A great start to the week as we had the privilege of watching the young Goloyni female stalk and try hunt some impala. Cats have incredible patience when it comes to hunting, as they need to use their camouflage to help them get as close as possible to unsuspecting prey. Unfortunately for her, the impala saw her before she could get to them, and they ran off. She then climbed onto a tree stump and groomed herself while keeping an eye on them in the distance.
Kigelia gave us the run around as we tracked her for an extended period, finding her where she had stopped for some water and continued. The tracks were fresh, we just could not locate her. We decided to move on and return a little later which paid off. She eventually showed herself and we were treated to spending time with her hunting some impala in the dark.
Ntsumi and her cubs were also elusive this week with only very quick sightings of them.
We tracked down Mawelawela just before dark and found him at the base of a termite mound. He got busy hunting warthog after the sun had set. He startled the warthog, and they ran out of the safety of their burrow inside a termite mound. He went into the burrow to see if any had stayed behind but emerged empty-handed.
After spending a few moments affirming social bonds, a mother cheetah and her cub went on the hunt, using a fallen-over tree as a vantage point. They spotted a herd of impala but could just not get close enough to be successful. They then made themselves comfortable in the shade while keeping an eye out for their next meal.
As Graeme came around the corner, he caught the attention of this zebra who did not let him out of its sight until he had moved off.
It’s not always easy or comfortable taking pictures into the sun, it goes against everything we are told not to do. However, sometimes stepping out of the norm will produce something different. Here a kudu cow posed on top of a termite mound with the sun directly behind her, allowing us to capture some golden skies.
The largest species of vulture in our region, the Lappet-faced Vulture, has a wingspan of up to 2.8m across. Males and females look the same and are believed to form life-long monogamous pair bonds, which they would form from their first breeding at 6 years old.
Winter often brings clear skies and a lot of stars! Over the weekend, Ronald made good use of perfect conditions to try his hand at some astrophotography.
Quite often on safari, we see zebra and wildebeest grazing together. This sighting was no different as we came across a dazzle of zebra and a lone male wildebeest together, looking out for one another.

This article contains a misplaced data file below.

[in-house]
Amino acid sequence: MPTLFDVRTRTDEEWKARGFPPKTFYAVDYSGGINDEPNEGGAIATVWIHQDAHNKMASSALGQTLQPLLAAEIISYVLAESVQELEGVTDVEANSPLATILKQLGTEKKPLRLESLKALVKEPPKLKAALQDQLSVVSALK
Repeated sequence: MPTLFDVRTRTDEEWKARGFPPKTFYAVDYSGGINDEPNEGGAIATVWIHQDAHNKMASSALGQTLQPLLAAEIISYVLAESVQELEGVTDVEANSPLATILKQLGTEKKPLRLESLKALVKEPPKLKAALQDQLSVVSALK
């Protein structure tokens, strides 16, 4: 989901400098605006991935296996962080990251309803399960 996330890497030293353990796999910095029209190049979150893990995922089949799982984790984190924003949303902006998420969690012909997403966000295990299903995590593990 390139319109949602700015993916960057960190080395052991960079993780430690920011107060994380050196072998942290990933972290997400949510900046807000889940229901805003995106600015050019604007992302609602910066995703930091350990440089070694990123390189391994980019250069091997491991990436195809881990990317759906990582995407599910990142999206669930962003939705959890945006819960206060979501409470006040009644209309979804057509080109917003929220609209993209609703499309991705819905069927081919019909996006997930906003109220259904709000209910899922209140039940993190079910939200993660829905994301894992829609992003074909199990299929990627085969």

Squirrels look so small, but they are a great value to guides out there when tracking predators, especially leopards. Once they see a leopard, they will continually alarm call with a very distinct call that will always catch one’s attention.
We don’t ignore these little animals when we are out on safari. Dwarf Mongoose are always busy – most of the time foraging and not really shy to be close to the vehicles – which gives us a chance to explore and watch them close up.
Like human fingerprints, each zebra has their own unique set of stripes. This stallion had the most unique pattern on his forehead, truly one of a kind.
After spending two days following tracks all over the northern sector of Sabi Sabi, the entire Styx Pride decided to come out of hiding. The pride made their way down to the waterhole in front of Selati Camp, with the cubs playing and drinking, allowing for a wonderful sighting.
The Pride didn’t move too far, spending quite a bit of time at the waterhole, much to the delight of Selati Camp guests having the best “armchair safari” from the comfort of the lodge! They watched as the lions chased and hunted impala and kudu but were unsuccessful.
Their luck changed somewhat as they were later seen finishing off an impala – a small meal for so many lions but each of them did get something to eat before moving into the shade, away from the early morning sun.
Two of the Kambula females – looking well-fed and in good condition – were found soaking up some sunshine on a cool morning at Sabi Sabi. They were seen not too far away from the Styx Pride, totally unaware of one another’s presence.
A certain highlight of the week!!! Spotting a serval is always incredible, it’s a cat that we don’t see often and usually very shy but this one was very curious, approaching the vehicle to see what we were.
Until next time